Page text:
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Soulful Truckin’

June 3rd, 2011 - By Therese Madden

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Food trucks are convenient, and can be tasty, but are they healthy? We take a dietician to Denise’s Soul Food truck in West Philadelphia to find out.


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Denise Severe, standing inside her Soul Food truck

Eating from lunch trucks is one of the joys of life in the city. They can be tasty, inexpensive, and with the right choices, even healthy. Today’s destination is Denise’s Soul Food truck. I brought Registered Dietician Erica Steinhart along to help with the healthy part. She prepped me on questions to ask when deciding what to order, “so you know asking them, ‘What do you cook your cabbage with?’ ‘What do you cook your greens with?’ ‘Are you cooking them for hours?’ ‘Do you add a lot of salt?’ ‘Are you cooking them with smoked meat?’ Anything that is smoked is usually high in sodium.”

The street, near 30th Street Station, is lined with lunch trucks. There’s the non-stop hum of generators. Denise’s truck stands out with a bright, hip, paint job done by the Mural Arts Program. She takes her first order of the day, “can I get the small curry chicken platter.” The food is actually Caribbean Soul Food, Denise Severe, the owner and chef is from Haiti.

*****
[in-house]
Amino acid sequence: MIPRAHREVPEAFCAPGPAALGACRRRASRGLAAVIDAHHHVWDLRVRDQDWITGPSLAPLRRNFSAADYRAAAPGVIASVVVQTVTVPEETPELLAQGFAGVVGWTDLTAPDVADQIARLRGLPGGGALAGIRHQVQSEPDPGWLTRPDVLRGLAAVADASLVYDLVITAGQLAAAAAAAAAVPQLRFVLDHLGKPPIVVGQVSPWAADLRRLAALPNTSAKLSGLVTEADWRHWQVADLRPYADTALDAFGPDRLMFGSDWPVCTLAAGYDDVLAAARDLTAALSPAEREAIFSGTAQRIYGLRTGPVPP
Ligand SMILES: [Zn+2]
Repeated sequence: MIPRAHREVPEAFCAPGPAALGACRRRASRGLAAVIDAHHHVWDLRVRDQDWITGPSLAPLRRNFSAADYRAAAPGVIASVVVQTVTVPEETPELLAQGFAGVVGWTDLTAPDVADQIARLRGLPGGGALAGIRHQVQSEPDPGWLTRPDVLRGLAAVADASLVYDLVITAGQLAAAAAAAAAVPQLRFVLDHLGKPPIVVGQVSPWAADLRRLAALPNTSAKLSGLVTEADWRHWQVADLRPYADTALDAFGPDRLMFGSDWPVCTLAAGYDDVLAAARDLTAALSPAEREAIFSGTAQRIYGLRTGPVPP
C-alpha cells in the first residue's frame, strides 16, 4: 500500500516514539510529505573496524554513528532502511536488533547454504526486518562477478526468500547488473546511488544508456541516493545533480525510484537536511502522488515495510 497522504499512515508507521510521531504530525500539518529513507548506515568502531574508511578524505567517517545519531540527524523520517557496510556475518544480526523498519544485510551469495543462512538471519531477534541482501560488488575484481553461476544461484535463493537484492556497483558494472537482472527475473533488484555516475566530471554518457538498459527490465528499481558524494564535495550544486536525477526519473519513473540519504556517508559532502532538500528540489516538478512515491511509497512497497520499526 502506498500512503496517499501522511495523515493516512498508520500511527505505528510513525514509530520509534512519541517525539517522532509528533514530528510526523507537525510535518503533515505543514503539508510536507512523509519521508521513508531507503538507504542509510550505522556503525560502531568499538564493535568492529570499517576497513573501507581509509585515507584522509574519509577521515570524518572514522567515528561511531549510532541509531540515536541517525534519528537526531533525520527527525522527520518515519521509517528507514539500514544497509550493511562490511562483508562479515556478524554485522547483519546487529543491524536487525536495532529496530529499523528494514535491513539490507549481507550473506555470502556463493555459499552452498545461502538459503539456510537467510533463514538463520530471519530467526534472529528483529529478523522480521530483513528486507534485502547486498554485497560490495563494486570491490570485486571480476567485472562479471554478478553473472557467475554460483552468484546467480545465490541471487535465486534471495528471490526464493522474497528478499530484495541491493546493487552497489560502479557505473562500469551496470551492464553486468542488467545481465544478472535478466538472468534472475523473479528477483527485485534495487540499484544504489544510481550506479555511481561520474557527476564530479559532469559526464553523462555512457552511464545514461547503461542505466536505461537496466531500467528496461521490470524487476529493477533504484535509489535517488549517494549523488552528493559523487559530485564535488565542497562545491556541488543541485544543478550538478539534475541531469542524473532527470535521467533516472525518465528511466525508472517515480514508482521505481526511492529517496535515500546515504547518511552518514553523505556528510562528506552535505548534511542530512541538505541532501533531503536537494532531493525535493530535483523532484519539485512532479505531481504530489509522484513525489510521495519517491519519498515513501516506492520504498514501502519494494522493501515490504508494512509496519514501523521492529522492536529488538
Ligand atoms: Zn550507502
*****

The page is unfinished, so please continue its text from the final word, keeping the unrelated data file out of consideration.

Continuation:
Here’s what she serves, “greens, jerk chicken, potato salad, mac and cheese, cabbage, string beans, fried fish, fried chicken.”

Not that she eats all of this. In fact, Denise is really into eating healthy. Over the past 3 years, she’s lost a 100 pounds. Now she’s looking out for her customer’s health too, to the point that she’s not afraid to interfere with their lunch order. “Sometimes I tell them to get, don’t get two starchs, don’t get mac and cheese and rice. Don’t get fries and rice, because people do ask you for that. Then I ask them, ‘What about a vegetable? Do you want a vegetable today?'” She also keeps the customers health in check in other ways. Don’t even think about asking for salt, “I would tell the costumers all the food is already seasoned, most customers would ask you for the salt, I hide the salt, I don’t put it on the food because it is already seasoned, you don’t need that extra salt.”

And for those regular customers who may have told her they are diabetics, good luck. “If somebody would come and some customer would come and I know they are diabetic and they would ask me for my iced tea and I know the iced tea is sweet, I would offer them water instead.”

Standing with a big grin and nodding, it wasn’t too tough to figure out what Dietician Erica Steinhart was thinking about this situation. “The fact that someone inside one of these food trucks is pushing vegetables just makes me so happy,” she says.

The Soul Food truck

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